I guess in a way I have this feeling that she truly still does not know what she really wants, and may be just keeping me around for a back up plan in case nothing else satisfies her. If there was reconciliation here, I will need to know that I am now 'A number one", instead of 'Plan B'.

 

Thoughts on all of this?

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I thought I would get involved with this topic also since my situation is similar to everyone else's.Little background,married for almost ten yrs,one child four years old at time of divorce,we had just completed building our home that took almost a year to complete,some arguing never any name calling or real nasty words to each other but there were hurtful things said mostly by me and I accept that and know it was wrong,I just never felt that she appreciated what I was trying to do for us as a family.Two weeks into the new house she says she was not happy and needed some time,divorce was said so I went into panic mode and probably pushed her further.She works for an attorney so from the time she left until divorce was final was 30 days and she was immediately with someone that was around her at work.Never wanted to discuss anything said she told me she was unhappy and I had my chance.She is still with this guy and never blinked an eye to ever try to work anything out,not even when I went into the hospital a few weeks after divorce was final.The hard part for me is she seemed to be so family oriented and telling me she loved me right up until she left.I guess the question I have is did everyone else think there marriage was pretty respectable,didnt think you faught that much and the reasons they had for leaving were just minor stuff.If I told you some of the reasons she gave me ya'll would probably laugh.I guess its the whole shock,like I never thought this person would do this for these reasons.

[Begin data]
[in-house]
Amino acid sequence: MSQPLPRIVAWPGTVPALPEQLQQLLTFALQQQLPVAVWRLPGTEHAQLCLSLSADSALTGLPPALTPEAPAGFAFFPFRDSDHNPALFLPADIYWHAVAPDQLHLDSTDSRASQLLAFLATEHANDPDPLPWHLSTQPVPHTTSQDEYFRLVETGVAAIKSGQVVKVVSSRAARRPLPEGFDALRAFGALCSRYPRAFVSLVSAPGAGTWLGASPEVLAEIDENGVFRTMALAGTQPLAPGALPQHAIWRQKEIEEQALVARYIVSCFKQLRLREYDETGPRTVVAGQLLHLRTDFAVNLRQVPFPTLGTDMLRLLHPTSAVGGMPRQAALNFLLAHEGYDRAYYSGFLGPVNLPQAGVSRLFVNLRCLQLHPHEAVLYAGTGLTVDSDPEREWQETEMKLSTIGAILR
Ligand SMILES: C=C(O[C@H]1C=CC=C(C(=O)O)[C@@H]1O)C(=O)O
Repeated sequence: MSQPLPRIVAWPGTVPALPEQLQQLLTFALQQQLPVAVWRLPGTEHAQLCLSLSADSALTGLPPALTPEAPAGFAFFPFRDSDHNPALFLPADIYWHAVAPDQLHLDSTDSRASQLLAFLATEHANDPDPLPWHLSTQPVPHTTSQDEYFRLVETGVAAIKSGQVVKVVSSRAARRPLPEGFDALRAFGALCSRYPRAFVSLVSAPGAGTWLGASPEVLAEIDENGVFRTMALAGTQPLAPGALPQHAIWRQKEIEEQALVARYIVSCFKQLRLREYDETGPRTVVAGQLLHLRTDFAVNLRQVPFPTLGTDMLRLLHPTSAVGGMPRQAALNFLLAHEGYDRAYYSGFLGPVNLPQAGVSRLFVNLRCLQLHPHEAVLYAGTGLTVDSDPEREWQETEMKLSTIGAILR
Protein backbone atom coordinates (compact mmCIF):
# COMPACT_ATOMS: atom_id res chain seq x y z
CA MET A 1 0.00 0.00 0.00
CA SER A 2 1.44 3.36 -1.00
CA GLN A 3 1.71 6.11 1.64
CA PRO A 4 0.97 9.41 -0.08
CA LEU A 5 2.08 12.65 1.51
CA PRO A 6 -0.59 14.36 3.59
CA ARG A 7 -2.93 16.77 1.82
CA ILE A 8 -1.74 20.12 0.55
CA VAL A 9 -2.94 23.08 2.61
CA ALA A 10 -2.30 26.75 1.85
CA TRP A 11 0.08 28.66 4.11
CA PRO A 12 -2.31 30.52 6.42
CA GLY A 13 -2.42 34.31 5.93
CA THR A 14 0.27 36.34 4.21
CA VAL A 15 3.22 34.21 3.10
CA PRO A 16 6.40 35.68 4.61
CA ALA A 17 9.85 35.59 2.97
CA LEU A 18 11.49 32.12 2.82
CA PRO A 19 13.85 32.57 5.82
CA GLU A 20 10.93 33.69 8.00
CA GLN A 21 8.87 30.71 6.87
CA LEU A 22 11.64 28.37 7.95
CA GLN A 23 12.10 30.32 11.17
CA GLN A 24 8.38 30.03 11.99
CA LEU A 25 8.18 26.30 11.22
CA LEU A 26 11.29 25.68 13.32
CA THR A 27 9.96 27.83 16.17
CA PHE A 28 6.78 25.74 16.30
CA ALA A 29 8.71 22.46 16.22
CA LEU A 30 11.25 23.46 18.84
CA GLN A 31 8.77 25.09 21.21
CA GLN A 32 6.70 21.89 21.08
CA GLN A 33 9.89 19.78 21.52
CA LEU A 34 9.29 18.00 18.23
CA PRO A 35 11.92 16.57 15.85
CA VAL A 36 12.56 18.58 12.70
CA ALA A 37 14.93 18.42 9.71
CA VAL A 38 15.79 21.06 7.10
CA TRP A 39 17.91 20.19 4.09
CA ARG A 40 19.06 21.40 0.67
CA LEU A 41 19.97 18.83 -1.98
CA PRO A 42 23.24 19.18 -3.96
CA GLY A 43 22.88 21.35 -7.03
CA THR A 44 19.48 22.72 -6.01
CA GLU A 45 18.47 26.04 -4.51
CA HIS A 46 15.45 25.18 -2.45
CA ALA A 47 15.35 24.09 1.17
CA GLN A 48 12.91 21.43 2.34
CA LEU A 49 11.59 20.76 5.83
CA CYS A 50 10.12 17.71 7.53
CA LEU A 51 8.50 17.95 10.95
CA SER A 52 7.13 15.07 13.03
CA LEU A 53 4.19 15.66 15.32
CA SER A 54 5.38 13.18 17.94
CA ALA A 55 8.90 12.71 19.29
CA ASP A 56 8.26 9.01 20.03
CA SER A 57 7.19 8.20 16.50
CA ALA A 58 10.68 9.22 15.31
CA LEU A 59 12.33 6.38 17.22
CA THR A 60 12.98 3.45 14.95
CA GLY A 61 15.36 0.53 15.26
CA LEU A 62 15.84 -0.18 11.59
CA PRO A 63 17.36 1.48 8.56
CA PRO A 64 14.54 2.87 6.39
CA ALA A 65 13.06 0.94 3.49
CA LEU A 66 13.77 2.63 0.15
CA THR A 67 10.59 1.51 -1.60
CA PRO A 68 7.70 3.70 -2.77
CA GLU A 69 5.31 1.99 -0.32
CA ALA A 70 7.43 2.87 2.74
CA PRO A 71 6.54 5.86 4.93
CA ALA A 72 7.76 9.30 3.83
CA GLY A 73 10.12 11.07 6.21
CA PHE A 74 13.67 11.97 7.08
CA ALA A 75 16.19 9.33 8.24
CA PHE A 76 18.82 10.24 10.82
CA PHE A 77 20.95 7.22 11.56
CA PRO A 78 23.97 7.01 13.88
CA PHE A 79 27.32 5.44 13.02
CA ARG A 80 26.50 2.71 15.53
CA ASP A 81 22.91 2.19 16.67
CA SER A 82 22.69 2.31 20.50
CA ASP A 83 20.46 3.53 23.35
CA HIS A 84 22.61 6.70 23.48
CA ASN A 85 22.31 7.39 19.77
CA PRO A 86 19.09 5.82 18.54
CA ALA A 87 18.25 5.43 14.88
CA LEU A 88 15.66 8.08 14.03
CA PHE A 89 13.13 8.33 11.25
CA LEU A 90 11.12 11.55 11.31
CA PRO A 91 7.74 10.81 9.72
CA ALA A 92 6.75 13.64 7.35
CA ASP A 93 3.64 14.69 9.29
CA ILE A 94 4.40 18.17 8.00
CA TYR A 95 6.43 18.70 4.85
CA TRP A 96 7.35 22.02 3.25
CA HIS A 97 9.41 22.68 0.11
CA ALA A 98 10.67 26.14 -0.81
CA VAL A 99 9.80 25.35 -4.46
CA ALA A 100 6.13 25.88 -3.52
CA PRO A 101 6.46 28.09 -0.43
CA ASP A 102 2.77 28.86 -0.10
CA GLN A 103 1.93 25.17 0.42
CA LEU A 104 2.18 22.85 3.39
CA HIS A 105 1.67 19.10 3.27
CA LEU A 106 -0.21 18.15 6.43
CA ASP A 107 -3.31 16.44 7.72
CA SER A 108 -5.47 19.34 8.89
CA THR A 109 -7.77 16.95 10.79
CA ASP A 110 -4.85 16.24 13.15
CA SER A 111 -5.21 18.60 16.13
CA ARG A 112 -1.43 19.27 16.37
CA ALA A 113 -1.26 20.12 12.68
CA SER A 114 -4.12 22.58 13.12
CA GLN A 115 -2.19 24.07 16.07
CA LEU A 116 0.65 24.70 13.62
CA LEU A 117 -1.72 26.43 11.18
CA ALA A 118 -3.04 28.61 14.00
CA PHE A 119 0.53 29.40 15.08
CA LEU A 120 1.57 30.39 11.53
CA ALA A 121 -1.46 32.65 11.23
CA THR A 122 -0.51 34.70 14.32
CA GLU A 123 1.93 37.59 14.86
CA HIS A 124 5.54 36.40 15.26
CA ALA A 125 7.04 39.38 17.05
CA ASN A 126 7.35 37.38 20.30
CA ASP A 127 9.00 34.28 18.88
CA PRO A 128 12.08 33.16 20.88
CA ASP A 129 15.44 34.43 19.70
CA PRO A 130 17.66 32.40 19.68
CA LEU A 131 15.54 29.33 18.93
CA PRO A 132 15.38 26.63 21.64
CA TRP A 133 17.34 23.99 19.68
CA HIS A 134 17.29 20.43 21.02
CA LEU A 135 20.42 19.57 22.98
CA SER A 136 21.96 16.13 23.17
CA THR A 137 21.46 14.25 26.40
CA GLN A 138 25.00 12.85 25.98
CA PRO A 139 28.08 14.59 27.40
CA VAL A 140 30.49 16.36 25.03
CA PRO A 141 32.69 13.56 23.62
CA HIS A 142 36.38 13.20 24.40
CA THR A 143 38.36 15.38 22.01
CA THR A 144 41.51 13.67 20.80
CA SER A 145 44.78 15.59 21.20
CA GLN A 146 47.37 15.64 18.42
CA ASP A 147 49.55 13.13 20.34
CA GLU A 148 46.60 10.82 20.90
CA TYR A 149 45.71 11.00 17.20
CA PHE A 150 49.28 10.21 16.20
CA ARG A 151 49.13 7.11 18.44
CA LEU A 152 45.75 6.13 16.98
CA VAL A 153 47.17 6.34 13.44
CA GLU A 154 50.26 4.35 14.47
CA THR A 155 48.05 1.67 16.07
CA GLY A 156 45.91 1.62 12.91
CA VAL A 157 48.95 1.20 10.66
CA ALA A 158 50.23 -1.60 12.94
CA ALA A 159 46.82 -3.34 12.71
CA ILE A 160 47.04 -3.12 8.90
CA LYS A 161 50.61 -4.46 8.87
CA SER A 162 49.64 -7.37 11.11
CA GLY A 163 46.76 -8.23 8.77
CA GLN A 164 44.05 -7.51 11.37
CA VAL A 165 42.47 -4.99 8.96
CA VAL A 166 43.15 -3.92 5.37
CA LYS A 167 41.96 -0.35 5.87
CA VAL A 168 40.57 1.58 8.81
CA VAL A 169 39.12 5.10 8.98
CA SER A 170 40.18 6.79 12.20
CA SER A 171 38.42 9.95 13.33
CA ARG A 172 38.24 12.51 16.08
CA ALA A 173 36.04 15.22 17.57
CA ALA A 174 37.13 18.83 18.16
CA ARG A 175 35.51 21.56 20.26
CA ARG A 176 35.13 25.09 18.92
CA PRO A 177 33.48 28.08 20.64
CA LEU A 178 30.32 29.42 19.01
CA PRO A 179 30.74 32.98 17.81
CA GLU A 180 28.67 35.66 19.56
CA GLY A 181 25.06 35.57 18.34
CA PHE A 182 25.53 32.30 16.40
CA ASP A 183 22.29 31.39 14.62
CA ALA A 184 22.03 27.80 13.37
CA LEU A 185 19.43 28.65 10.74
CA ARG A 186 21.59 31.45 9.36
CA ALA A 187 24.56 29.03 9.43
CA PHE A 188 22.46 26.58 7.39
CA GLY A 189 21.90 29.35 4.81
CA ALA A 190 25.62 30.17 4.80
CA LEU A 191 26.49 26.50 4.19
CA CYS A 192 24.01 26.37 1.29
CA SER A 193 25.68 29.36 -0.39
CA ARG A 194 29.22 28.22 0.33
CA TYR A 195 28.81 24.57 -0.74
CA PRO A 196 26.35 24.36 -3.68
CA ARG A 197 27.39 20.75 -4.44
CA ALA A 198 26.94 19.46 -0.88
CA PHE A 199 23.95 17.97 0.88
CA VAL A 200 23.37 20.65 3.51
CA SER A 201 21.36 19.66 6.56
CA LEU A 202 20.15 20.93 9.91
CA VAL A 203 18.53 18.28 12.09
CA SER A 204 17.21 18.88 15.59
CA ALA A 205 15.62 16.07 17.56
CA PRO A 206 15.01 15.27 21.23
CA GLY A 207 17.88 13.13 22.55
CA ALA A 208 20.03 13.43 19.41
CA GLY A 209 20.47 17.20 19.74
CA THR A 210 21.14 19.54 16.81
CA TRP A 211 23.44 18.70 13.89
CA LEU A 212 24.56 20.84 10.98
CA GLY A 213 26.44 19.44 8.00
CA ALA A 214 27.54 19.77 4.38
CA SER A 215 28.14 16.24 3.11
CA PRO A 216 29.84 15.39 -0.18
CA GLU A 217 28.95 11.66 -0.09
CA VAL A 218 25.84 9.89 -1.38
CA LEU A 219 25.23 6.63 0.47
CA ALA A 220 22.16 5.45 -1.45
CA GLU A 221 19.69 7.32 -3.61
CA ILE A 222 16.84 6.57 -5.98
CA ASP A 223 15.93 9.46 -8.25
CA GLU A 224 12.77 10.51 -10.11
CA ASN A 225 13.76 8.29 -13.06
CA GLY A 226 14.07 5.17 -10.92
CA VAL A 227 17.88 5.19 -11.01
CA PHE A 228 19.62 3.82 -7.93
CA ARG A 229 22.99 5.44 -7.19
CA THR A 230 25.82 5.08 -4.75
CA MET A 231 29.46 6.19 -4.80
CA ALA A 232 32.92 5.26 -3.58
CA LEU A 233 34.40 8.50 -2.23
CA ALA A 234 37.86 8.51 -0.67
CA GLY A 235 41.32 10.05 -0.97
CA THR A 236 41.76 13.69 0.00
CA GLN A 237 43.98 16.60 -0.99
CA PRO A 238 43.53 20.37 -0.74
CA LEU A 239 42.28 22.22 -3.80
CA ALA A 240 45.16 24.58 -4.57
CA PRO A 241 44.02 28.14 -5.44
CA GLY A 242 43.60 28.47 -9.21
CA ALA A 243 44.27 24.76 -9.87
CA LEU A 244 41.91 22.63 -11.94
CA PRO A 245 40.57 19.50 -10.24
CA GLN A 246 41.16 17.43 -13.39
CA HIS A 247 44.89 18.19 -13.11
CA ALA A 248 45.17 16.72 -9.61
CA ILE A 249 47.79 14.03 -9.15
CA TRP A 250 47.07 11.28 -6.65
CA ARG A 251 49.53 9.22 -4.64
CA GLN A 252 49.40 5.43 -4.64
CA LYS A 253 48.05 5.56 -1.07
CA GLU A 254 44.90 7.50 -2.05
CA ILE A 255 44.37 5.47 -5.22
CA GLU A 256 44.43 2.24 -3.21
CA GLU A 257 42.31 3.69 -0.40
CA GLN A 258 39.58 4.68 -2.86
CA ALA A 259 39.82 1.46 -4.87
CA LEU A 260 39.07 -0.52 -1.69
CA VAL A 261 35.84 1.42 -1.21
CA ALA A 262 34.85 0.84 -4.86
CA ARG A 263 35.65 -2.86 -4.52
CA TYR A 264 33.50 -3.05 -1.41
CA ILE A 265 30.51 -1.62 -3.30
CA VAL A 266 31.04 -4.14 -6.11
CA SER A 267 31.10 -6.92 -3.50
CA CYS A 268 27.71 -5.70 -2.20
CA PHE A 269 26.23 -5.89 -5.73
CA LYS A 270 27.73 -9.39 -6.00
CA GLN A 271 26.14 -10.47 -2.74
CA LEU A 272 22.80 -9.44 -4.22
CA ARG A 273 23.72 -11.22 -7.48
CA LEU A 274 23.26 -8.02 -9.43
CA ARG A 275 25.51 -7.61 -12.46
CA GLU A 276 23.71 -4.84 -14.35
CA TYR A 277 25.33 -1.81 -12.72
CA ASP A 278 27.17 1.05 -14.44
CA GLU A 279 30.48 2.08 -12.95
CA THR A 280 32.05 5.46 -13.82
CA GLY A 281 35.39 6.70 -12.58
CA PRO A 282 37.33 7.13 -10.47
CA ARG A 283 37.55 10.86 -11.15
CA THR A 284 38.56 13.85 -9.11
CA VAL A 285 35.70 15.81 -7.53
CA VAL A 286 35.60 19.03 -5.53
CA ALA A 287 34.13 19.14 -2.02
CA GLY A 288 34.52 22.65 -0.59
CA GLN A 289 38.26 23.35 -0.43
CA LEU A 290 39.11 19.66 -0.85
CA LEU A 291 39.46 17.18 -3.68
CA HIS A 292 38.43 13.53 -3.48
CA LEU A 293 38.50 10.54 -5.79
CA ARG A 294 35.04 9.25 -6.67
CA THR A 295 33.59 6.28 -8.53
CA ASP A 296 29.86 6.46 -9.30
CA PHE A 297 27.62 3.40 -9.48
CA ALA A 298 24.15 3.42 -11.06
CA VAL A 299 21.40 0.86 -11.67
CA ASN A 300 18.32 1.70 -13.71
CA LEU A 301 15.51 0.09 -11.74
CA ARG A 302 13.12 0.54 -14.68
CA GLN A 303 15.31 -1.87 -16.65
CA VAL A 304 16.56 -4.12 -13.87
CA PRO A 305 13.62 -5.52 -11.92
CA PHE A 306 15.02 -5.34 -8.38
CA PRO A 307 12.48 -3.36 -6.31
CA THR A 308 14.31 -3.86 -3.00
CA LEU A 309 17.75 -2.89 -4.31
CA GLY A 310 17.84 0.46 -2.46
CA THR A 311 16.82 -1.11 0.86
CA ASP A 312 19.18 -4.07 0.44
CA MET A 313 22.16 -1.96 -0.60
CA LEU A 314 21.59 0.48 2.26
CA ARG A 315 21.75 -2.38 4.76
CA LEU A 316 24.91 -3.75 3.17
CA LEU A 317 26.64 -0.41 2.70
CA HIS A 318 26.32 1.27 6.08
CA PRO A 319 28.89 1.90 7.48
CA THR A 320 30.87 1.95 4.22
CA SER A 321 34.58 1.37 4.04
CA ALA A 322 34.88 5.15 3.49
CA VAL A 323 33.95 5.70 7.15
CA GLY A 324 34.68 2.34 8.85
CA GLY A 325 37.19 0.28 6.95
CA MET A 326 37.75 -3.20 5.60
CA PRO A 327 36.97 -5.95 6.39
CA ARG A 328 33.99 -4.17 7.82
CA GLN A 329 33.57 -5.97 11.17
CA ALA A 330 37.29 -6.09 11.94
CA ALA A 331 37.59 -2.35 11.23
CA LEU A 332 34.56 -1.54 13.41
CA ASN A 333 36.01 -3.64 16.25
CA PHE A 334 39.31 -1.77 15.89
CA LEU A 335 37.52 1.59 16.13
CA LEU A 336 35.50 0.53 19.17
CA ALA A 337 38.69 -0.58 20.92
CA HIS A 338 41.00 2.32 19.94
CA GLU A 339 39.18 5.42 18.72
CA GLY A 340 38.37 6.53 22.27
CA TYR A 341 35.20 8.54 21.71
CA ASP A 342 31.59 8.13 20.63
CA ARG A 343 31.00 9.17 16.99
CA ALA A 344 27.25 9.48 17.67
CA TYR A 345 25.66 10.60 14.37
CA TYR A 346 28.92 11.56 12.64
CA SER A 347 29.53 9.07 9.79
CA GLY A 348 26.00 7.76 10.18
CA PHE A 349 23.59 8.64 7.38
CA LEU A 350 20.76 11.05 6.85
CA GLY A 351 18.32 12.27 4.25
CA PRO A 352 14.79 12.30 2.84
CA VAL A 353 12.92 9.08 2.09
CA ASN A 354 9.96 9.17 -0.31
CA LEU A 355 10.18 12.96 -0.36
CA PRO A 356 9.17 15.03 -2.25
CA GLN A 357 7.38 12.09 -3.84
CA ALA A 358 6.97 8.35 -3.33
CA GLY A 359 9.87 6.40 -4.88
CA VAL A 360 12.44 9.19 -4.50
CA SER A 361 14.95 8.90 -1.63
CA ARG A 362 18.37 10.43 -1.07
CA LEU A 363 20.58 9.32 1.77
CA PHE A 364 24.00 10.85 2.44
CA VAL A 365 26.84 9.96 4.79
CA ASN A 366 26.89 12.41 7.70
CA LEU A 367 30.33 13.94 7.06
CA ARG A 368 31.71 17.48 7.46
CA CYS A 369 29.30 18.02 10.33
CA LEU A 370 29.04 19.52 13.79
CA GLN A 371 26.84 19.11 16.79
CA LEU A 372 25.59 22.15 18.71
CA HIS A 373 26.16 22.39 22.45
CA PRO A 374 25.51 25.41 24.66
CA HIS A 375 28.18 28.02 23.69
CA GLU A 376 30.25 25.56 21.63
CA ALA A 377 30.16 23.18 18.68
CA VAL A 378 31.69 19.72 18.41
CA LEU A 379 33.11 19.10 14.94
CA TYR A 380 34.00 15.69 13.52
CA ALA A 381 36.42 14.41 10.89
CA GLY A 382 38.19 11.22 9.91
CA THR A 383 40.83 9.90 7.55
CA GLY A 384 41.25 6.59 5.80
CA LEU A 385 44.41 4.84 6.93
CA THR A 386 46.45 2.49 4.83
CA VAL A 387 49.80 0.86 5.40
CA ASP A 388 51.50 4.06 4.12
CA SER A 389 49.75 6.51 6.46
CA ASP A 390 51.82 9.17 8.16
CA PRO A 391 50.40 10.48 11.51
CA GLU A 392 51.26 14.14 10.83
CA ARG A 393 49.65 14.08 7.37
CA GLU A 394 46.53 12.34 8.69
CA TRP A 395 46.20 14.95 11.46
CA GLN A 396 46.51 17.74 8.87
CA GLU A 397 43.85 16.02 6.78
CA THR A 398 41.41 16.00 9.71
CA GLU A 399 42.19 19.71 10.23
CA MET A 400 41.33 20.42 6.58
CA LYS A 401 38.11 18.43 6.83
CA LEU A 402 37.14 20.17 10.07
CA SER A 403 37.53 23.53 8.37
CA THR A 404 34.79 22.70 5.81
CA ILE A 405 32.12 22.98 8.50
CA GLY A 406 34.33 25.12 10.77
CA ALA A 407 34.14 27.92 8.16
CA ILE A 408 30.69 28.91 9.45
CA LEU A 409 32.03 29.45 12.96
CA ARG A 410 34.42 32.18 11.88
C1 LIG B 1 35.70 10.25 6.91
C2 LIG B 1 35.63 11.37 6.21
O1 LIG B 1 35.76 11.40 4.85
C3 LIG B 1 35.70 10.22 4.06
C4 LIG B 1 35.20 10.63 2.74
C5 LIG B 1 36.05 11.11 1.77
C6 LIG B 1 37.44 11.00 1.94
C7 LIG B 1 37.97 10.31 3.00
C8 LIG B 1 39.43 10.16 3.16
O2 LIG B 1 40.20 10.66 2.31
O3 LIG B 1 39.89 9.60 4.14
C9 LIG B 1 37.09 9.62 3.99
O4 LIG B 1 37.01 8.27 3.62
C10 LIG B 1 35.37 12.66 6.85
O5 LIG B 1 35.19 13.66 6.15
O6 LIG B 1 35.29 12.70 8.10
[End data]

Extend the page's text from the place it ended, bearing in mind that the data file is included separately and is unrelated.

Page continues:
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Mrsympathy, your situation sounds exactly as mine, minus the children (we could'nt have any). However we never argued. In 10 years I can count on one hand the arguments we had. I wish we would have had them though, so I could at least known she had anger building up inside her.

 

I don't think you can blame it all on a few hurtful words (sticks and stones) but, it may have been the straw that broke the camels back so to speak. Was she already emotionally disconnected? Mine did the same thing. No reasoning, no effort to save the marriage, just quickly left and filed for divorce. She moved her things straight from our house into his.

 

I was ignorant to the walkaway wife syndrome until I found these boards. If I were you I would think more about how the relationship with the guy at work developed. Mine would not talk about it either, but it took me awhile to figure out that she had developed feelings over time with a friend of ours. Of course she had to walkaway, to save her ego and her image. She convinced herself and everyone in her circle that I was her problem. I know better now. Her problem is hers and I'm not accountable for it. She has chosen her path and I am sure that he will pay the price also, as the cycle will repeat itself in all her relationships.

 

Just another way of looking at it.